NAB3 Sat 24-Feb-07 17:53:03

2 seconds cross again!!!

sunnysideup Sat 24-Feb-07 18:17:28

Does he attend pre-school or school? what's his behaviour like there?

Have you ruled out ADHD - is it worth getting him checked ?

Some of it could be of course that he is the youngest of five and he is really, really having to fight for his position in the family, for enough attention, for the toys he wants, for time alone....lots of things might feel like a real fight to him because of his position in the family.......#i'm guessing here, am mum of one!! but this sounds like it is common sense really.

If there is no 'medical' side to this behaviour then I think you just need to deal with his behaviours in a very clear and consistent and no-nonsense way, for example running across roads - don't give him the chance. Unless he can hold your hand sensibly, he has reins on....time out step I think is a waste of time, just asking for it to become a game - if he is really being impossible or has hit someone or something serious, I think 4 minutes alone in his room is far better; genuine time out for everyone to calm down, not as a 'punishment'.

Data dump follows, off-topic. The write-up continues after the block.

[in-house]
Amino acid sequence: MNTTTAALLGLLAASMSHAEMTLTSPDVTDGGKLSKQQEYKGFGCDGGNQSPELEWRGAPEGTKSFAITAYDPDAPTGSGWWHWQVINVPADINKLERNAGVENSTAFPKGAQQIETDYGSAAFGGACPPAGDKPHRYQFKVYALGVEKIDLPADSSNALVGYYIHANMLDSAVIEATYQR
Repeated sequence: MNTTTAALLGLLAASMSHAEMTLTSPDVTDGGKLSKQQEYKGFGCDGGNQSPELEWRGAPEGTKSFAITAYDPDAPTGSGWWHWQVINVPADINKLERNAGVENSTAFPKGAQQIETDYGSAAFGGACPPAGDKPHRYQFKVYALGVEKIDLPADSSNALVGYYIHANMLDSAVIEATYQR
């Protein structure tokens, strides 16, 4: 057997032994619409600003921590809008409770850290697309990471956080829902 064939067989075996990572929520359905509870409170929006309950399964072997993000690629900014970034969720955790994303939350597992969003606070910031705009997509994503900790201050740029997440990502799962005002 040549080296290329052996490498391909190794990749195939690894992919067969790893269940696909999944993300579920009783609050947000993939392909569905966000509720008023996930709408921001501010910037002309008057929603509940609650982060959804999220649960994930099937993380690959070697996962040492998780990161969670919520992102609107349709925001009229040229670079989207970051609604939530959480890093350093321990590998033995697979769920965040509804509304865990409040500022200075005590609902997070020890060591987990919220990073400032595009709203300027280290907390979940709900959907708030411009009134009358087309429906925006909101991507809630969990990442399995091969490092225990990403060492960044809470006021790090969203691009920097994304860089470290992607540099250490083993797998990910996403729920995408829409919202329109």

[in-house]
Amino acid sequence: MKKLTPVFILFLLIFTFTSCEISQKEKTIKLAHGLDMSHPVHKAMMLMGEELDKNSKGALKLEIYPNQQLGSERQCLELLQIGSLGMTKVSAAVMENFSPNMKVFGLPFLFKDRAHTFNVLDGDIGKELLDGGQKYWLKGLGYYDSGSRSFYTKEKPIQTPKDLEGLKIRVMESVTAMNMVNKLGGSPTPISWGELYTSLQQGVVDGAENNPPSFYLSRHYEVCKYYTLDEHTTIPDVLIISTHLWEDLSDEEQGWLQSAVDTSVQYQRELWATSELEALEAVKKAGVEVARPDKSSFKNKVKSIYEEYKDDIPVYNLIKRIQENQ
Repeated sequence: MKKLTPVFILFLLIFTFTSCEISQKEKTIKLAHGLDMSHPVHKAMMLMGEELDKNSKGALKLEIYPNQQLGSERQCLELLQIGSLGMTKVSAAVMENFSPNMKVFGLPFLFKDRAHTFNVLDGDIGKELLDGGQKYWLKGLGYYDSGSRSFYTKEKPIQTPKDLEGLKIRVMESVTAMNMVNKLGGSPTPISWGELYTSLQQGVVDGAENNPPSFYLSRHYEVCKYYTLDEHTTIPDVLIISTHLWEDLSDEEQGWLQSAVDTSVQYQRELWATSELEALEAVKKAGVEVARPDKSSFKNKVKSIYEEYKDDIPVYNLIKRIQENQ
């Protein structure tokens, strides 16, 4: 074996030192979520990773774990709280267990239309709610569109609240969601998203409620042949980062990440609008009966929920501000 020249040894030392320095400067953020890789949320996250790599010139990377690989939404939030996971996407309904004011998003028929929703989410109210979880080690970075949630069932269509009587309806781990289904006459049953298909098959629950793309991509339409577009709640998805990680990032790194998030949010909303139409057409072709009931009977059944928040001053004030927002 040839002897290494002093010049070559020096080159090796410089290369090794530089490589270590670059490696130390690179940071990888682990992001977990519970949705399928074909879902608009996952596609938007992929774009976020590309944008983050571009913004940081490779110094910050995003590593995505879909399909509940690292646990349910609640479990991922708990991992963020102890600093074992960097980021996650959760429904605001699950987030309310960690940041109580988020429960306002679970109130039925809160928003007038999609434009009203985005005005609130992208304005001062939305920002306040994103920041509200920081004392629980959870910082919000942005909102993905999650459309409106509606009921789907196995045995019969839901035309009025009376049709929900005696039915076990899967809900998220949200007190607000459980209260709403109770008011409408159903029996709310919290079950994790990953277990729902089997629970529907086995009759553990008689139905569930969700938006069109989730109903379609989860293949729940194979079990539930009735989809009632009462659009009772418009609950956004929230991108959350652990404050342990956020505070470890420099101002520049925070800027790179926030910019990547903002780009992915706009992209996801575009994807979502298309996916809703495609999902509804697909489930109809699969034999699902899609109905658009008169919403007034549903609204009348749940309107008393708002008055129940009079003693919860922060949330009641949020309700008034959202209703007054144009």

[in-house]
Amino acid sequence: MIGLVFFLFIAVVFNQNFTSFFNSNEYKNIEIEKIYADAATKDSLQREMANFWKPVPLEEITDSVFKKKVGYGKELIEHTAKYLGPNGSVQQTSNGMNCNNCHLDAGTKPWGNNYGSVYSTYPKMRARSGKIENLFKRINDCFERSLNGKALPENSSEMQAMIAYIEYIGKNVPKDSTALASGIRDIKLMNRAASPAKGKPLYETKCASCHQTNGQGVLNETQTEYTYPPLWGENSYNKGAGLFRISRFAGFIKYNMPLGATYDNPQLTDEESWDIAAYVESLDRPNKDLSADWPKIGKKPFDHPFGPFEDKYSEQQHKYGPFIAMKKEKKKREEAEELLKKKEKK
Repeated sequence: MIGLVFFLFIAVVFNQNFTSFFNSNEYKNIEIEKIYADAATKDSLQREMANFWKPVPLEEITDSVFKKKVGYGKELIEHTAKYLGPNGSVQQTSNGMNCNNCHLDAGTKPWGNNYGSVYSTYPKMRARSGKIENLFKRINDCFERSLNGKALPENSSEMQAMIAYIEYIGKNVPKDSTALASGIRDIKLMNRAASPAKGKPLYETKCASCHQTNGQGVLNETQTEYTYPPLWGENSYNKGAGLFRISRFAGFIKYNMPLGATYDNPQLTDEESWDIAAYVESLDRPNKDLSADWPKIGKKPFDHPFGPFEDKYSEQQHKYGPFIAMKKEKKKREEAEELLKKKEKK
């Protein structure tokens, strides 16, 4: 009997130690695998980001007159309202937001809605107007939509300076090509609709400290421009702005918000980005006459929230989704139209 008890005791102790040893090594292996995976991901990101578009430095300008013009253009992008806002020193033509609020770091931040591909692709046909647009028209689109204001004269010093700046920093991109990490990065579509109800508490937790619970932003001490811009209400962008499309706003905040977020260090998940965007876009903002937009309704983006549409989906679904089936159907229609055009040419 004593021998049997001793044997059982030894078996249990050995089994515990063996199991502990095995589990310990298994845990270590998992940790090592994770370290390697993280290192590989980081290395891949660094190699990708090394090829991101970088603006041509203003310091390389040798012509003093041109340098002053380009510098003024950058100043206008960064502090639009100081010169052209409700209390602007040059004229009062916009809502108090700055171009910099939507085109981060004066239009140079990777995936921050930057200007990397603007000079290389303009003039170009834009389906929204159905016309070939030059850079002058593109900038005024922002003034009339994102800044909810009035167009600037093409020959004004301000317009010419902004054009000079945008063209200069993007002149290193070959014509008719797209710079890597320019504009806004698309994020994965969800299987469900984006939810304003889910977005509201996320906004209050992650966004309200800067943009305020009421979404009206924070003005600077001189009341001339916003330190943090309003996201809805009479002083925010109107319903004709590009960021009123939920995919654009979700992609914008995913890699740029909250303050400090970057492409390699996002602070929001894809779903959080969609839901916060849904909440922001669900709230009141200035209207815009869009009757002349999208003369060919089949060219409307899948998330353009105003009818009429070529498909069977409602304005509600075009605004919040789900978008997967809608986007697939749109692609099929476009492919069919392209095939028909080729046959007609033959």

You might need to accept that you're both in a downward spiral at the moment, your negative reactions (while completely understandable) may just be worsening the situation as he is more negative in response. Always make sure that you move on from things, don't stew on them or bring them up after the event, forget about past behaviour and concentrate on the here and now.

What do you think, have you had him assessed for anything or is this just extra challenging behaviour?

mumof5boys Sat 24-Feb-07 18:49:03

he attends school he is a little bosterous (sp?) and cant keep still for 2 seconds!!
We thought about adhd but isn't he a little young to be checked?